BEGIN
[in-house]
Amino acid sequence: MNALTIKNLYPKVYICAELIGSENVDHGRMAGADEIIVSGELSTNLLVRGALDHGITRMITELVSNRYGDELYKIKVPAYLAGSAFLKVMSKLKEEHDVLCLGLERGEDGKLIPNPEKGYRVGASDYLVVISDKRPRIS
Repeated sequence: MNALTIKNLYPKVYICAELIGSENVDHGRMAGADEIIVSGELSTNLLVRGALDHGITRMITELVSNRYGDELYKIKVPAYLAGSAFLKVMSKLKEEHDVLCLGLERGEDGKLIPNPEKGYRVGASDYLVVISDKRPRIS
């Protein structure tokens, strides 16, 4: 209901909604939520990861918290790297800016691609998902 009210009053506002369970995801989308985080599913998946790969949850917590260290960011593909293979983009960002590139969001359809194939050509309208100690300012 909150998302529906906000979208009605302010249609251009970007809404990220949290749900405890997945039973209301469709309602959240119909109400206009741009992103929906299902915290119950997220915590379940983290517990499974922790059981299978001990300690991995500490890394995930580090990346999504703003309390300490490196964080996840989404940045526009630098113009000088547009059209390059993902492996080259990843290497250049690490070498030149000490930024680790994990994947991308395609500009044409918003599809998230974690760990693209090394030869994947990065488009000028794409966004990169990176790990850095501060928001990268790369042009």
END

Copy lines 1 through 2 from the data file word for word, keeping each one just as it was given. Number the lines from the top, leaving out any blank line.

[in-house]
Amino acid sequence: MNALTIKNLYPKVYICAELIGSENVDHGRMAGADEIIVSGELSTNLLVRGALDHGITRMITELVSNRYGDELYKIKVPAYLAGSAFLKVMSKLKEEHDVLCLGLERGEDGKLIPNPEKGYRVGASDYLVVISDKRPRIS